Friday, April 18, 2008

Should Have Bought a Subaru

I dont know how many of you have seen this commercial from Subaru which I found on google video (http://video.google.com/videoplay?docid=4107401229185153590).

video

I know that we were talking in class about how Ford has Kermit the Frog telling people its easy to be green but Subaru has taken it to a whole new level. They say that their plant has zero waste that goes to landfills and that the area that the plant is located on has actually been designated a wildlife habitat. It is great to see a company step up and do some good for the environment. It is interesting that Subaru actually achieved these accolades back in 2004 but only recently have they put out a commercial letting people know this fact. It seems as if at first it may have been profitable by eliminating landfill costs and now that people are starting to become interested in the environment and conservation Subaru is making more money by telling us about it. An article on wired (http://www.wired.com/science/planetearth/news/2005/08/68448) attributes this shift to clean manufacturing plants to the rising cost of disposing of material in landfills. Government intervention was not necessary and no time needed to be wasted on legislation and making corporate America angry. The price to put material in landfills is rising so foreign automakers (Toyota, Subaru) are realizing that it is better to recycle their old material. In addition to the cost savings, they are getting good PR by telling the American people about what they are doing to help the environment. Even if the government does not act it is good to know, at least in this case, the market will provide incentives for being green.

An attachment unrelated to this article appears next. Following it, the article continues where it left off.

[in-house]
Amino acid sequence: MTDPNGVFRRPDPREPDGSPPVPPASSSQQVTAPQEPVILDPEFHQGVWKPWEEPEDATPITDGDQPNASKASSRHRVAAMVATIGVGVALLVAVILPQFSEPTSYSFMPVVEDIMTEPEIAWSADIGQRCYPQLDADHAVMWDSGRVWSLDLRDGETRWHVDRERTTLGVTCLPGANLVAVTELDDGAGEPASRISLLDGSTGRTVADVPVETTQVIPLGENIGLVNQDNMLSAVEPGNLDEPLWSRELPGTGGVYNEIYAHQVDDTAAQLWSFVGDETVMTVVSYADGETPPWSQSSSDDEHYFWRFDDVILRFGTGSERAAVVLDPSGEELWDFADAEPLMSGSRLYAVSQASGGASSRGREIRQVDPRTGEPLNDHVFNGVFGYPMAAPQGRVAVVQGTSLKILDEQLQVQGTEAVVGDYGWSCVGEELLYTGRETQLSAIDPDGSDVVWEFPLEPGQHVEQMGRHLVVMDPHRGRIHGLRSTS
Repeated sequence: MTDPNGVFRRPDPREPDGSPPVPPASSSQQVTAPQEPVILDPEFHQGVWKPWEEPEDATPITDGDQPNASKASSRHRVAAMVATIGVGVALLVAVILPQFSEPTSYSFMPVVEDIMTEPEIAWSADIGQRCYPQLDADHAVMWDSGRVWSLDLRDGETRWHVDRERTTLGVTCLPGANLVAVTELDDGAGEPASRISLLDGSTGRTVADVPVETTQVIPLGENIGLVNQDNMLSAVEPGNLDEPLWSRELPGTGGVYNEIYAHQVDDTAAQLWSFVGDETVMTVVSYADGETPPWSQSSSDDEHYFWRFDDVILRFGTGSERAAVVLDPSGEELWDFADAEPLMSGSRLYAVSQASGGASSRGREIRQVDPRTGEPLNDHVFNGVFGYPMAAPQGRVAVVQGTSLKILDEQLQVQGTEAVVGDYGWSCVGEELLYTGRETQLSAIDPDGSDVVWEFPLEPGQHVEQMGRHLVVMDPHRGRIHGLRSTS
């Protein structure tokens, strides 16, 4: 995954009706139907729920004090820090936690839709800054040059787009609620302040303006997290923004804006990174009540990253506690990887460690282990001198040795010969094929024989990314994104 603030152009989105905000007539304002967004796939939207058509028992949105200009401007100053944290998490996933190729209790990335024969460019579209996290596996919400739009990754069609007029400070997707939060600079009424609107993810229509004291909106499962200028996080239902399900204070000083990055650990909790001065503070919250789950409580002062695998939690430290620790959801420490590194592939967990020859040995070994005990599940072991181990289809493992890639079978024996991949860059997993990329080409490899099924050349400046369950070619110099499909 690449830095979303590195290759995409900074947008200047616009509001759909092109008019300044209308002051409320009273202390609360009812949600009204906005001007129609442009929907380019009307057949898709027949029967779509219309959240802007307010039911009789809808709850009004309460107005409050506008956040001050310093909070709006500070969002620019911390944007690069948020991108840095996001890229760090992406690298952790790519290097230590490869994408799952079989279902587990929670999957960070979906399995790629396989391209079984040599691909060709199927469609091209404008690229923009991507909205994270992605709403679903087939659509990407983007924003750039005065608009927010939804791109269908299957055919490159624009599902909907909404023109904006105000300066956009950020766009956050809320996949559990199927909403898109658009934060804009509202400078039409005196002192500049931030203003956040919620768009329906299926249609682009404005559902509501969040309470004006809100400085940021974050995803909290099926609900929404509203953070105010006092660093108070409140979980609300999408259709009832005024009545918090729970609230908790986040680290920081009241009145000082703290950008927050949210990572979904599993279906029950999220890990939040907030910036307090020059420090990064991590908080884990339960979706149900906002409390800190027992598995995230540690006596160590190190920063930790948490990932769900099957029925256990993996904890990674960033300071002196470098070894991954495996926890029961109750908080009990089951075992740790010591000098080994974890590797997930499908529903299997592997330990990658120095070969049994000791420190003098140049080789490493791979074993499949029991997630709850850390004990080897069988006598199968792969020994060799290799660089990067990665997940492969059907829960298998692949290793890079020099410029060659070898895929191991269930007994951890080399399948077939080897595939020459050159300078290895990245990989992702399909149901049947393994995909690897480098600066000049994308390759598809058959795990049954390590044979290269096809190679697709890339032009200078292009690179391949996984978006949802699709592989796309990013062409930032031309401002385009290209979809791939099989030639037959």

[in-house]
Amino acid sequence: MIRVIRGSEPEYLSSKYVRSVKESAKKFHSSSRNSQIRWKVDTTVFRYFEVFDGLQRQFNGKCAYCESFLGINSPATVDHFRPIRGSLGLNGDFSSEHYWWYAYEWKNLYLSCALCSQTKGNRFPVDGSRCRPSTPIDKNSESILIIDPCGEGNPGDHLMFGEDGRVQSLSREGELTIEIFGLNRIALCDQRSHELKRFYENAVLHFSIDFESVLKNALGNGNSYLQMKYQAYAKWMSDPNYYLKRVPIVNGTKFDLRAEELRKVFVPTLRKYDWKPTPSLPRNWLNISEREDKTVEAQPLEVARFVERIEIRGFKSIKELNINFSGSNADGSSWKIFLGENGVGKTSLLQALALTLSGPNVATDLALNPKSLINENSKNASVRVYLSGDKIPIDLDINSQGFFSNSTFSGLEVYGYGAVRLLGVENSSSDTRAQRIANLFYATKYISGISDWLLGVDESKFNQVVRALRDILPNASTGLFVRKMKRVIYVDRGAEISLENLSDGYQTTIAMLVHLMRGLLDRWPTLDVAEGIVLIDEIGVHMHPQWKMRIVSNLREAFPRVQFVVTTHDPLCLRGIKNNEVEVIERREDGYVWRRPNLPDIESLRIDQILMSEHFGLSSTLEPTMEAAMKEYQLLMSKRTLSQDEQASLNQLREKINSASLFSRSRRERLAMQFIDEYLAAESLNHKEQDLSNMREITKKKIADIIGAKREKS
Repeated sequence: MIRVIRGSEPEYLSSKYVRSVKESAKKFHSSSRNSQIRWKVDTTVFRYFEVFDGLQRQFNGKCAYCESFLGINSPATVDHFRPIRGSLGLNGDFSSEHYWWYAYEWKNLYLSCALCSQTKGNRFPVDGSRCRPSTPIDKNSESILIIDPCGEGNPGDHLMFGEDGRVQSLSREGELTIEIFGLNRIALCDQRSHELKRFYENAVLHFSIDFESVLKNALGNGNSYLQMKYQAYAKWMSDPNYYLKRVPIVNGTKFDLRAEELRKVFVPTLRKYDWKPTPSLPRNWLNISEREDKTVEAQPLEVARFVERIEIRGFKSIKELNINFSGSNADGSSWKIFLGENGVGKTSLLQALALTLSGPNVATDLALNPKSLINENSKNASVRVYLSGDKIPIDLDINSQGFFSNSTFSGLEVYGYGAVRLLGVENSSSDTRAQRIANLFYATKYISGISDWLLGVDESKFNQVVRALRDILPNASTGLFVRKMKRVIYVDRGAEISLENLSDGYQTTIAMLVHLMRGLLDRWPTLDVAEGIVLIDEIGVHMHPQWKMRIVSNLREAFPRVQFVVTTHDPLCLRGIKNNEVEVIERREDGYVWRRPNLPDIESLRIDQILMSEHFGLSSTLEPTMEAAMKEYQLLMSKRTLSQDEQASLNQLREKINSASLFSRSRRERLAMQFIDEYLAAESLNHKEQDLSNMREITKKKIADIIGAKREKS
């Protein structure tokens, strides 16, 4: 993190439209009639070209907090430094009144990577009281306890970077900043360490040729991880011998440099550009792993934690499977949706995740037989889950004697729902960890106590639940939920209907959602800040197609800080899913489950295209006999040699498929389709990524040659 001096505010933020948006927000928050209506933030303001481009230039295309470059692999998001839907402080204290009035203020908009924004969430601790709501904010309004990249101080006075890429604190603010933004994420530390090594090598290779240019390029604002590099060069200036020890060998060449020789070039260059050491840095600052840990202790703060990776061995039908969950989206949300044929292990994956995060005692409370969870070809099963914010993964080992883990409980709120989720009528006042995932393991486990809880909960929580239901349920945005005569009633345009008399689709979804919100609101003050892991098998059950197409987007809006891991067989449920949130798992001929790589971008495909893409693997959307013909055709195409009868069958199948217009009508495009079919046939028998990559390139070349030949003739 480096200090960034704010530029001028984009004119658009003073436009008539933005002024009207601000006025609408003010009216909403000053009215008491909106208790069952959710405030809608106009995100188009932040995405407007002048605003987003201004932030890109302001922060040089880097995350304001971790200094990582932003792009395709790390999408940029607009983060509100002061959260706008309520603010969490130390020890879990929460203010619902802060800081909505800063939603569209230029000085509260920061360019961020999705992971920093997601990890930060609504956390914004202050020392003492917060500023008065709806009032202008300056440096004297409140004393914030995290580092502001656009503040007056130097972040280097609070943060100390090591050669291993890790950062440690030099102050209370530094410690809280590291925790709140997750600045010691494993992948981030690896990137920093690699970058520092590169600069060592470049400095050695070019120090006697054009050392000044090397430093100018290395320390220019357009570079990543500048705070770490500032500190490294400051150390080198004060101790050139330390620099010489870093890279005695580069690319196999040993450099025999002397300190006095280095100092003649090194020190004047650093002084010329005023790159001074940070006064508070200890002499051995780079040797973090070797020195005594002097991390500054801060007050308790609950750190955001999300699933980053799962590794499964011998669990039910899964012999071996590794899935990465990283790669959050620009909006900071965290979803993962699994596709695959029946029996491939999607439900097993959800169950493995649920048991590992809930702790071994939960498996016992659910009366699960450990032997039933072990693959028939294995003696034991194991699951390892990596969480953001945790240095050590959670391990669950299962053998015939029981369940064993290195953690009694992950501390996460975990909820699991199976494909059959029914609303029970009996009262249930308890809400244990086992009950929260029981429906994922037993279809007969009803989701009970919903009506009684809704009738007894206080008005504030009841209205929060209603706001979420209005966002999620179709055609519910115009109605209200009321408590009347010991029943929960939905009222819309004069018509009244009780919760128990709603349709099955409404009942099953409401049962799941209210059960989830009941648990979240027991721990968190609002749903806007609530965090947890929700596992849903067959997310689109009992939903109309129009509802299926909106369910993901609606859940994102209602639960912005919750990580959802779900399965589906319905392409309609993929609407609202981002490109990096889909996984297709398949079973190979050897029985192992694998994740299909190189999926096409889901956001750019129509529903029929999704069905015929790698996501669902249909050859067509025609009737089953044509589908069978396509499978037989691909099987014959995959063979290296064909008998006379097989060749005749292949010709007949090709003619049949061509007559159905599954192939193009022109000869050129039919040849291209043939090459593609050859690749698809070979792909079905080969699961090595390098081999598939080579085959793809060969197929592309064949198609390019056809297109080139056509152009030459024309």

1 comment:

mnoibi said...

I agree that it was interesting for Subaru to begin advertising this move they made 4 years ago.

Another company that has done something similar is Shell, with natural gas to liquid (GTL) fuel use in European cities, notably Athens. If you visit the site www.shell.com/us/realenergy, you can watch a short movie on the history of their GTL operations (I'm guessing they took some creative liberties with the story). Shell started studying the use of Natural gas as a liquid fuel in 1983, opened the first GTL plant about 10 years after. Granted, they have encountered some problems and are moving forward with GTL.

I don't know how publicized this operation was, but I hadn't heard of any such operation by Shell till this year.

It's true that companies are now touting everything green that they do to impress customers, and I don't think that this is necessarily a bad thing. A business will always be in business to make money, and if consumers are looking for all things greener, then businesses are forced to provide this.

So it's really up to everyone as a consumer to pay more attention to everything that we can do/purchase that is more energy efficient, in order to get businesses to cater to us and let us know it every step of the way.